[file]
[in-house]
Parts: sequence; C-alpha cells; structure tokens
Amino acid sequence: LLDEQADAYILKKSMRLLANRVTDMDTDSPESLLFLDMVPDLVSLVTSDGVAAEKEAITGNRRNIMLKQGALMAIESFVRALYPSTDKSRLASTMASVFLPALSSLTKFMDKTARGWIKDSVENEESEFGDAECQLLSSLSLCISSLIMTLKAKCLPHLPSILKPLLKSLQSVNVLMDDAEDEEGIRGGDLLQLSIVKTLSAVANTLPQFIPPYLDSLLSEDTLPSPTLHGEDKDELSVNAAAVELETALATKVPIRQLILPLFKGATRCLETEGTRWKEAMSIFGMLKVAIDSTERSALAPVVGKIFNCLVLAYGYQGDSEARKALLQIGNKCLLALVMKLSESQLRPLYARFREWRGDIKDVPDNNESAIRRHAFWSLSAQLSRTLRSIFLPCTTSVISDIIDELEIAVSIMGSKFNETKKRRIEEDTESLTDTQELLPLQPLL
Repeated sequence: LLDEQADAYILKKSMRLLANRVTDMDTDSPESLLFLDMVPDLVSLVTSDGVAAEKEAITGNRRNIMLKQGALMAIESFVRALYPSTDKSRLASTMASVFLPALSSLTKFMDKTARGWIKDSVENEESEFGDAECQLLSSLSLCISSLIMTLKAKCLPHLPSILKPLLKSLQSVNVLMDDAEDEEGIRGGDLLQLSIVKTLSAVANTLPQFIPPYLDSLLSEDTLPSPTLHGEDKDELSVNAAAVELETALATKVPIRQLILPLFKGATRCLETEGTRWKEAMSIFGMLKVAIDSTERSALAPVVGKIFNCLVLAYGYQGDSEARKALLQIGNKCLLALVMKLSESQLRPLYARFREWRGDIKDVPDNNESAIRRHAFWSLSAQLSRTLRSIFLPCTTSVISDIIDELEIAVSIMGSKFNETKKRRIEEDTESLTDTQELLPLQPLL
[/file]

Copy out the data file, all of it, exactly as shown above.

[in-house]
Parts: sequence; C-alpha cells; structure tokens
Amino acid sequence: LLDEQADAYILKKSMRLLANRVTDMDTDSPESLLFLDMVPDLVSLVTSDGVAAEKEAITGNRRNIMLKQGALMAIESFVRALYPSTDKSRLASTMASVFLPALSSLTKFMDKTARGWIKDSVENEESEFGDAECQLLSSLSLCISSLIMTLKAKCLPHLPSILKPLLKSLQSVNVLMDDAEDEEGIRGGDLLQLSIVKTLSAVANTLPQFIPPYLDSLLSEDTLPSPTLHGEDKDELSVNAAAVELETALATKVPIRQLILPLFKGATRCLETEGTRWKEAMSIFGMLKVAIDSTERSALAPVVGKIFNCLVLAYGYQGDSEARKALLQIGNKCLLALVMKLSESQLRPLYARFREWRGDIKDVPDNNESAIRRHAFWSLSAQLSRTLRSIFLPCTTSVISDIIDELEIAVSIMGSKFNETKKRRIEEDTESLTDTQELLPLQPLL
Repeated sequence: LLDEQADAYILKKSMRLLANRVTDMDTDSPESLLFLDMVPDLVSLVTSDGVAAEKEAITGNRRNIMLKQGALMAIESFVRALYPSTDKSRLASTMASVFLPALSSLTKFMDKTARGWIKDSVENEESEFGDAECQLLSSLSLCISSLIMTLKAKCLPHLPSILKPLLKSLQSVNVLMDDAEDEEGIRGGDLLQLSIVKTLSAVANTLPQFIPPYLDSLLSEDTLPSPTLHGEDKDELSVNAAAVELETALATKVPIRQLILPLFKGATRCLETEGTRWKEAMSIFGMLKVAIDSTERSALAPVVGKIFNCLVLAYGYQGDSEARKALLQIGNKCLLALVMKLSESQLRPLYARFREWRGDIKDVPDNNESAIRRHAFWSLSAQLSRTLRSIFLPCTTSVISDIIDELEIAVSIMGSKFNETKKRRIEEDTESLTDTQELLPLQPLL